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Poll: Irvin, Bailey emerge as front runners in GOP primary

CHICAGO — The Illinois Republican gubernatorial primary on June 28 is shaping up to be a two-man race between Aurora Mayor Richard Irvin and state senator Darren Bailey of Xenia state. But with more than a third of voters still undecided, the contest is far from over.

A new WGN-TV/The Hill/Emerson College poll of likely GOP primary voters shows Irvin leading the field with 24.1% support, followed by Bailey with 19.8%. Suburban businessman Gary Rabine is in third place with 7.8%, closely followed by venture capitalist Jessie Sullivan with 7.3%. Attorney Max Solomon and former state Senator Paul Schimpf are far behind at 2.3% and 1.9%, respectively.

With early voting set to begin May 19 across Illinois, there is still a large group of voters left to vote. Approximately 36.9% of respondents say they are unsure of the ticket price.

In the election campaign and in television spots, the candidates contrast crime, taxes and corruption. But the economy is by far the primary concern of Republican voters who took part in this poll. When asked about the most important issue facing Illinois, voters overwhelmingly choose the economy — jobs, inflation and taxes. Crime comes a distant second (15.2%), while immigration (6.5%), COVID (4.3%), education (3.6), health care (4.7%) and the war in the Ukraine (2.0%) are further down the list.

Bailey and Irvin still lead the field when respondents were asked which candidate would best lead the state’s economy – both at about 21%. Jesse Sullivan and Gary Rabine share the second largest group of respondents at around 9% each.

Irvin has suffered a month-long promotional blitz backed by $45 million from Citadel founder and CEO Ken Griffin. The campaign has highlighted Irvin’s crime-fighting credentials as a former prosecutor and appears to be influencing voters.

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Thirty percent of likely voters in the GOP primary say Richard Irvin is best placed to tackle crime, followed by Bailey at 20 percent. Again, many respondents say they have not made a decision yet – 33% of respondents were undecided.

Another major storyline in the race is the division of support among voters in urban and rural Illinois. Richard Irvin has a large lead over Bailey in urban areas, 32% to 10%.

Bailey has defined his campaign as grassroots action, reaching out to supporters in their communities and through social media. This plan was successful with likely voters in rural areas, where Bailey beats Irvin by 30% to 16%.

Voters who self-identify as suburban are more evenly split – Irvin has a slight advantage at 25% while Bailey is just behind at 20%.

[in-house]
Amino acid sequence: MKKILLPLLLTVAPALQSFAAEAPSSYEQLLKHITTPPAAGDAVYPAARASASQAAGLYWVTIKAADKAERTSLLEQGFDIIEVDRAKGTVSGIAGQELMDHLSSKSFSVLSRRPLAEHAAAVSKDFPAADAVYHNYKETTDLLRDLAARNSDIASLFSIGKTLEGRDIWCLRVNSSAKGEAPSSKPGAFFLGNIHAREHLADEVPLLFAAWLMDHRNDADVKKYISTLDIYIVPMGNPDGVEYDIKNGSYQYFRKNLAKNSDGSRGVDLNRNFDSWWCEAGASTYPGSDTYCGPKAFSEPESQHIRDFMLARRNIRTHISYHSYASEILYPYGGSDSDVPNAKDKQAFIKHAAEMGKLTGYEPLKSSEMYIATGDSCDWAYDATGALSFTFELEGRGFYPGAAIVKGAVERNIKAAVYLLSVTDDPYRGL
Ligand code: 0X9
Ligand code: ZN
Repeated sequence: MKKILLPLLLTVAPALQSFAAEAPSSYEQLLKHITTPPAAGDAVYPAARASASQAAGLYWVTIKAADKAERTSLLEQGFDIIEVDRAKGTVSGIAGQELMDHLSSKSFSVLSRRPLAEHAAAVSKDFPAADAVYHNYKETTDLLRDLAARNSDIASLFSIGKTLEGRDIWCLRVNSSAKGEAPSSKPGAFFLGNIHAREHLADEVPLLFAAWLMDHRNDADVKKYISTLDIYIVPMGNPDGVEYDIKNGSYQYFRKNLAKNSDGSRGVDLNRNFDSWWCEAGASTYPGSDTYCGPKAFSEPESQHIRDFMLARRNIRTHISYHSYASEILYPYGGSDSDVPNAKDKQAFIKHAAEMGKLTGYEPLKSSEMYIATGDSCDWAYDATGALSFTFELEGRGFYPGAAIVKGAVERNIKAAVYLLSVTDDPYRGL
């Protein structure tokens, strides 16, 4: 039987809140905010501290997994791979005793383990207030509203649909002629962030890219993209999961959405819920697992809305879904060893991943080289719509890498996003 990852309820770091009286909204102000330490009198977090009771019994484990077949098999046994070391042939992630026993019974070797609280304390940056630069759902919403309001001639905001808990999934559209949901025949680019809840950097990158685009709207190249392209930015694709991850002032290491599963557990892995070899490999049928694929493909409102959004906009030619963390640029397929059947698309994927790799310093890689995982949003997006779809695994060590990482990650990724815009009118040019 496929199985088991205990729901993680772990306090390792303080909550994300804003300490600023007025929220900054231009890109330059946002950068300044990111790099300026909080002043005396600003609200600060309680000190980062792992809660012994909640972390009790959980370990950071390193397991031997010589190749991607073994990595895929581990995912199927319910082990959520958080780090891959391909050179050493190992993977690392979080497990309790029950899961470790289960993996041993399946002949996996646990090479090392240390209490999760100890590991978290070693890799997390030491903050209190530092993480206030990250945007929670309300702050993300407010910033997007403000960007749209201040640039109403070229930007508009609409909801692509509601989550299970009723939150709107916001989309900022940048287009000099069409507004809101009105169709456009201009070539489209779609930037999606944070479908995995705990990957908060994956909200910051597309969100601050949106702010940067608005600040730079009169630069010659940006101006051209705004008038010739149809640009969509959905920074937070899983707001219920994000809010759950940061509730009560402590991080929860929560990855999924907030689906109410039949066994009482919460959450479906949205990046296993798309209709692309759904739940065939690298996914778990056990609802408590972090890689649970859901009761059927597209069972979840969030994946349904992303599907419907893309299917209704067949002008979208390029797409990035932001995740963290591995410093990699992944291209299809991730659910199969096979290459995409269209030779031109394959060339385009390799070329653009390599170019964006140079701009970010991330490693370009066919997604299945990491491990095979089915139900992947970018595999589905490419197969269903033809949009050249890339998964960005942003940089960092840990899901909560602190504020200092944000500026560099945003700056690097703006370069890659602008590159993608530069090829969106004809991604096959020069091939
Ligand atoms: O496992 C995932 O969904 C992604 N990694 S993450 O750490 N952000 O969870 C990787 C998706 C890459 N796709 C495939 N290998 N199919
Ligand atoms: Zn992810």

The governor’s elementary school also shows an education gap: Irvin ranks Bailey at 30% to 17% among respondents with college or postgraduate degrees. Bailey ranks Irvin among those without a college degree at 23% to 18%.

Ex-President Donald Trump remains a joker. He has provided support in the United States GOP primary but has yet to enter the Republican race for Illinois governor. About 57% of likely GOP primary voters say they are more likely to support a candidate if they are supported by Trump.

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Hoping to secure his seal of approval, Darren Bailey recently visited the former President’s Mar-A-Lago estate.

Irvin has danced around questions about whether he wants Trump’s support or even voted for the former president at all. Still, Irvin leads with voters 26% less likely to support a Trump-backed candidate. He also gets 33% support from voters who say endorsing the former president wouldn’t make a difference.

Abortion rights made headlines after the Supreme Court’s draft opinion overthrowing Roe v. Wade was leaked. Though Illinois law will keep abortion legal statewide despite a court ruling, GOP primary voters are likely to be divided on their views on the issue.

40 percent of Republican primary voters say abortion should be legal only in cases of rape, incest and when the woman’s life is in danger. Eighteen percent say it should be illegal in all cases and 15 percent say it should be legal for up to 20 weeks. Another 15% say it is legal in all cases and 13% say it is legal up to the sixth week of pregnancy.

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There is no front-runner in the low-key competition for the US Senate GOP nomination. The winner will face incumbent Democratic Senator Tammy Duckworth. Every Republican hopeful is below 10% and nearly 3 in 4 Republicans (72.4%) say they are undecided.

Peggy Hubbard leads with 7%, followed by Bobby Piton with 6%, Kathy Salvi with 5%, Anthony Williams has 1.2% support and Jimmy Lee Tillman II rounds out the field with less than 1%.

METHODOLOGY
The Emerson College Polling Illinois poll of Republican primary voters was conducted May 6-8, 2022. The Republican primary sample consisted of moderately and very likely voters, n=1,000, with a confidence interval (CI) similar to a survey’s margin of error (MOE) of +/- 3 percentage points. Datasets were weighted by gender, age, education, race, and region based on 2022 voter turnout modeling. It is important to remember that subgroups based on gender, age, ethnicity, and region introduce higher margins of error as the sample size is reduced. Data was collected using a cell phone sample of SMS-to-Web, a landline Interactive Voice Response (IVR) system, and an online panel provided by Amazon MTurk.

https://fox2now.com/news/politics/poll-irvin-bailey-emerge-as-frontrunners-in-gop-primary/ Poll: Irvin, Bailey emerge as front runners in GOP primary

Nate Jones

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